It was in 1962, when Victor Weisskopf was CERN director-general, that the laboratory’s summer student programme began. CERN’s administrative services division introduced the scheme as an offshoot of the fellows and visitors programme. The idea was to awaken the interest of undergraduates in CERN’s activities by offering them the chance of hands-on experience during their long summer vacation. Member-state delegations were asked to sound out potentially interested institutions in their home countries, and work began at CERN to identify activities for the incoming students. The idea met with some scepticism at first about the usefulness of inexperienced youngsters joining experiments for just a few weeks, but enough places were found for the scheme to begin. Some 500 applications were received in the first year, and 70 students were selected.
Applicants were sorted according to their declared interests, and CERN team leaders made their selections on the basis of recommendations from the students’ home institutes. Those selected came to CERN for 6-8 weeks, with travel and a daily stipend paid. Geneva University offered to house some of them in its student accommodation, while others were housed in the laboratory’s temporary barracks, which finally closed for business in the mid-1990s.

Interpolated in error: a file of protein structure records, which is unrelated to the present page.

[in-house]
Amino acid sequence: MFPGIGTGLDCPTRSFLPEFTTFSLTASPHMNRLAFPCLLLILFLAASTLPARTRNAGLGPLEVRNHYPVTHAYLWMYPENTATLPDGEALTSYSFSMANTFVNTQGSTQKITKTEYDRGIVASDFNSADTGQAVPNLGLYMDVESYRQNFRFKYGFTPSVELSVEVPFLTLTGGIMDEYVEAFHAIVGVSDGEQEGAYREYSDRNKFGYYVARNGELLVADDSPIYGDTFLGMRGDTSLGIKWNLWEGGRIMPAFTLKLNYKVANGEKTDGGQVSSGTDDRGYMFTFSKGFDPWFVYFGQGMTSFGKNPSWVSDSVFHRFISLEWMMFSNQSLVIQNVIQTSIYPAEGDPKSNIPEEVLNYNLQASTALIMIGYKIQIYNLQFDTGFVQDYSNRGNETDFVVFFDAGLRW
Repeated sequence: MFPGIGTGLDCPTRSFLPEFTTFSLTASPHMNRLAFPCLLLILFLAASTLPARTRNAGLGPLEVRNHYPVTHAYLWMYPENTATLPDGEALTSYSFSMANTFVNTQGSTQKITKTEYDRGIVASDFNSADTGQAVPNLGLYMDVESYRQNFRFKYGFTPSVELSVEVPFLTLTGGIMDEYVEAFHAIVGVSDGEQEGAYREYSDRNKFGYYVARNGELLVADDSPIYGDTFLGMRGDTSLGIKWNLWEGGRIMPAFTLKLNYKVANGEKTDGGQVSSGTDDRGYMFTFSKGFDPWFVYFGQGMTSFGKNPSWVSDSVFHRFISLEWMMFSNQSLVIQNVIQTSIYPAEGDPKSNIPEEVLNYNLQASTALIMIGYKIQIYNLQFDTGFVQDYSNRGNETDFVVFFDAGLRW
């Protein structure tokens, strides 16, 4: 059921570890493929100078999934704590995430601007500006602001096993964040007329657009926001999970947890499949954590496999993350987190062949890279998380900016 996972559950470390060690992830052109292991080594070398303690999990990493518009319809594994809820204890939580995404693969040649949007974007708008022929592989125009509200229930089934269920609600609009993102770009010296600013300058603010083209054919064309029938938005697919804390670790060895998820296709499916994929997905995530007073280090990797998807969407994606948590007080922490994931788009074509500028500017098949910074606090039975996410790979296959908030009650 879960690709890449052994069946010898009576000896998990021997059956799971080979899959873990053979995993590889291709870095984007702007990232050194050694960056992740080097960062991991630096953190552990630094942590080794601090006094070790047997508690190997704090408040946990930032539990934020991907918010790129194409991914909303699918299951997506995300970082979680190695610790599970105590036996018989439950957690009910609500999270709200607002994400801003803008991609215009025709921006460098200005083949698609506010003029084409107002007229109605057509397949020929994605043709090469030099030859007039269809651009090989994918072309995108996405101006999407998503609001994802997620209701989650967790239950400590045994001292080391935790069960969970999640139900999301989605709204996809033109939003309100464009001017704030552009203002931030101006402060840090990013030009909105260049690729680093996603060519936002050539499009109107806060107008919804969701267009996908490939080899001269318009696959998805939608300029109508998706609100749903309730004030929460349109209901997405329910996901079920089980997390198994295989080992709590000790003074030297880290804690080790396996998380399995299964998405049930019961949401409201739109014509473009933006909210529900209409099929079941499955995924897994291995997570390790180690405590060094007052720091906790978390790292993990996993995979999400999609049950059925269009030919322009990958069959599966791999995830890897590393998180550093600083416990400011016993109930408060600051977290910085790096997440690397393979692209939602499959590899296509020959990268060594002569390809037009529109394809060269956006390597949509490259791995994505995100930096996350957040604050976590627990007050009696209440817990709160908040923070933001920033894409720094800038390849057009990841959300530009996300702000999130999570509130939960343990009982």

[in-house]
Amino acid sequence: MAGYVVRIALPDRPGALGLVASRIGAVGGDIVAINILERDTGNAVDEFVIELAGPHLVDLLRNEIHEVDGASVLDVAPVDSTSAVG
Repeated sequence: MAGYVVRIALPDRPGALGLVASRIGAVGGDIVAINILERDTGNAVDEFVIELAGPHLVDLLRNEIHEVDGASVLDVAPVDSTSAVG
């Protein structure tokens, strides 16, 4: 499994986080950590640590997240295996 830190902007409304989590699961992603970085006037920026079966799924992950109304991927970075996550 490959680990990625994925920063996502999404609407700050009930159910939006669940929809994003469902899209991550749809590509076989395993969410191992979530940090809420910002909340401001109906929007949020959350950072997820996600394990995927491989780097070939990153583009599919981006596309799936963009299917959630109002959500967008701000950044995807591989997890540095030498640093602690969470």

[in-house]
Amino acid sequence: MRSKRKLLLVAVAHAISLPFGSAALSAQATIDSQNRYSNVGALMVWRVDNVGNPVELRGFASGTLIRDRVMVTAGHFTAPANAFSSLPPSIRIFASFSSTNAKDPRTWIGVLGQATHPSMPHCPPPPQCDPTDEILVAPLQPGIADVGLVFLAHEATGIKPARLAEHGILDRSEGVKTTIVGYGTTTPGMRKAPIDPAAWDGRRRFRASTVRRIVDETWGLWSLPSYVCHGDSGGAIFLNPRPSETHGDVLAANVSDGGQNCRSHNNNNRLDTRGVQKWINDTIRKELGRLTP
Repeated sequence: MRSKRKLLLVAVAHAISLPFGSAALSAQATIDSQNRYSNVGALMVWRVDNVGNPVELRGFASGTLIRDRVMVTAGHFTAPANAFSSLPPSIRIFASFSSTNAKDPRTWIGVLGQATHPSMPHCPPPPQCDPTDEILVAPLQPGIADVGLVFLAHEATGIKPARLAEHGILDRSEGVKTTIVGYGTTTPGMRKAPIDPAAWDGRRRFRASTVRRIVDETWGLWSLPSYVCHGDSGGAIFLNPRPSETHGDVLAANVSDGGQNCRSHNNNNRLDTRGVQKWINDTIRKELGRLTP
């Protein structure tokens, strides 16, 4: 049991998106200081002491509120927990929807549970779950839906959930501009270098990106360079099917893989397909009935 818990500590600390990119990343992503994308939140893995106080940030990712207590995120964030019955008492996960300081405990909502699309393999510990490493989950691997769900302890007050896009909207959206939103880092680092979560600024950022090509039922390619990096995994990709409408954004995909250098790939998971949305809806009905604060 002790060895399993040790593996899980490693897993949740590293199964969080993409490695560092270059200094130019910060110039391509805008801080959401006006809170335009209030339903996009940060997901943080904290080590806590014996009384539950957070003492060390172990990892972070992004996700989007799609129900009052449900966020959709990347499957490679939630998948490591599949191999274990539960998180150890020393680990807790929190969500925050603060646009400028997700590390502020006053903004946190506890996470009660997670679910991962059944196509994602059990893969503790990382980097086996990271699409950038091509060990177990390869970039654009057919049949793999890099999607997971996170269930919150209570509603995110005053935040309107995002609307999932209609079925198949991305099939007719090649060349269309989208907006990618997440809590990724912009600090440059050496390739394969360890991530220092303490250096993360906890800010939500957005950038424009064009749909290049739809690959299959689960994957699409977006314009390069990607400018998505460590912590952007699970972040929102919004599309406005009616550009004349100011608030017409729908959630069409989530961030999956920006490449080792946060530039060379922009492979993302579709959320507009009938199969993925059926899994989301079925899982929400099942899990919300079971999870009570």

Many of the newcomers worked hard during their stay, covering for holiday absences. Others, however, found themselves with time on their hands. Because of this, the summer students’ lecture programme was started. This soon developed into a major activity, with physicists of Weisskopf’s calibre regularly giving lectures. Today, it is not unusual to see more experienced physicists sitting next to their undergraduate counterparts in the laboratory’s auditorium, brushing up on the basics.
For many alumni of the summer student programme, their stay at CERN was the first step on the ladder of a successful career in physics. David Plane, for example, was a summer student in the first year of the programme, and went on to become spokesman of the OPAL collaboration that studied collisions in CERN’s electron-positron collider, LEP. Distinguished Norwegian physicist Egil Lillestøl is another who can trace his career back to the programme.
Over the years, the summer student programme has flourished. In 2002, some 150 students are expected at the laboratory, and member-state students will be joined by colleagues from the US and Israel, funded by their home countries. In 1998, the programme was joined by a parallel initiative for high-school teachers, sharing the same lecture programme and bringing teachers together to work with physicists, exchanging ideas and developing new teaching materials. Information about these programmes is available at http://humanresources.web.cern.ch/ for the summer students programme and http://teachers.web.cern.ch/ for the teachers programme. The students’ view can be found at http://summerstudents.web.cern.ch/summerstudents/.